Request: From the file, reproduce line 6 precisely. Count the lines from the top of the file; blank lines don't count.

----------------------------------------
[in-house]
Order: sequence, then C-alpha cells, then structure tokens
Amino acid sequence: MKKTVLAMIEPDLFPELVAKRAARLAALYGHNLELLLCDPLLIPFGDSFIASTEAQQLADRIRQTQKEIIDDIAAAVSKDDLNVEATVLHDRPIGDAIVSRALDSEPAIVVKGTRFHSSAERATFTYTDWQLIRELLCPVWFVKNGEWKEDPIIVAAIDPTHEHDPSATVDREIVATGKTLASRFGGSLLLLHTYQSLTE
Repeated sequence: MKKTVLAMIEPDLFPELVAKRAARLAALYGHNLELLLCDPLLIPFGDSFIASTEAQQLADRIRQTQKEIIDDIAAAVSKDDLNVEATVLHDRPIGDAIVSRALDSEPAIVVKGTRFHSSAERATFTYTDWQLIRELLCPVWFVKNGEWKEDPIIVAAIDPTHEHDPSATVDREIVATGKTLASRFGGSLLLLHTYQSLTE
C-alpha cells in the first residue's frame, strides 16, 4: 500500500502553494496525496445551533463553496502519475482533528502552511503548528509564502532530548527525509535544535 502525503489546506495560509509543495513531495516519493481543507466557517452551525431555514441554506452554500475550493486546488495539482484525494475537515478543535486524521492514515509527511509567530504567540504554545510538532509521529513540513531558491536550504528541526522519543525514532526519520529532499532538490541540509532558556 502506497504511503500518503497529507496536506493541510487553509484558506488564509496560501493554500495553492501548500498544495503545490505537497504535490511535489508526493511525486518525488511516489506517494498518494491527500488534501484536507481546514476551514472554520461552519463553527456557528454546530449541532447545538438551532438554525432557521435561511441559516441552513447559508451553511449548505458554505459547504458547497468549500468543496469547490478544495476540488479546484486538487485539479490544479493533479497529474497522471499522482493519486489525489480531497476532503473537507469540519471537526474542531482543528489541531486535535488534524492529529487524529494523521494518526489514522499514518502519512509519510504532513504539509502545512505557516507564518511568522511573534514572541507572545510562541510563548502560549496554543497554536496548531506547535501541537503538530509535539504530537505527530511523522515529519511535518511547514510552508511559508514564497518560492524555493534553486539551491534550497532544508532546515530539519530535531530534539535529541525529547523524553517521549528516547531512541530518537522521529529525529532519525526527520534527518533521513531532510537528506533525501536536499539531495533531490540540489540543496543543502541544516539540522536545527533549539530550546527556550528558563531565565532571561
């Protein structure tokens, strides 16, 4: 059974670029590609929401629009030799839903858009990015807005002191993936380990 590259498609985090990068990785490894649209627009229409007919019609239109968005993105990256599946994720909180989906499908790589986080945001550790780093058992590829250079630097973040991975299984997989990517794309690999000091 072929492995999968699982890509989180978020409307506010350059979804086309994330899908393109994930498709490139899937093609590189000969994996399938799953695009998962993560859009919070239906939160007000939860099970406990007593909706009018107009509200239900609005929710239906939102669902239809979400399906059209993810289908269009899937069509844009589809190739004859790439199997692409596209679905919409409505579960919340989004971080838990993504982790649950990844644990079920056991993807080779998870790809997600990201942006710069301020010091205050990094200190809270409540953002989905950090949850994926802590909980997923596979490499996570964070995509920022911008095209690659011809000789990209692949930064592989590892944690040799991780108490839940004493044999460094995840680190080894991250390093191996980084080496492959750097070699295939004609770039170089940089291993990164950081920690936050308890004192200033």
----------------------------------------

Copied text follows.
């Protein structure tokens, strides 16, 4: 059974670029590609929401629009030799839903858009990015807005002191993936380990 590259498609985090990068990785490894649209627009229409007919019609239109968005993105990256599946994720909180989906499908790589986080945001550790780093058992590829250079630097973040991975299984997989990517794309690999000091 072929492995999968699982890509989180978020409307506010350059979804086309994330899908393109994930498709490139899937093609590189000969994996399938799953695009998962993560859009919070239906939160007000939860099970406990007593909706009018107009509200239900609005929710239906939102669902239809979400399906059209993810289908269009899937069509844009589809190739004859790439199997692409596209679905919409409505579960919340989004971080838990993504982790649950990844644990079920056991993807080779998870790809997600990201942006710069301020010091205050990094200190809270409540953002989905950090949850994926802590909980997923596979490499996570964070995509920022911008095209690659011809000789990209692949930064592989590892944690040799991780108490839940004493044999460094995840680190080894991250390093191996980084080496492959750097070699295939004609770039170089940089291993990164950081920690936050308890004192200033």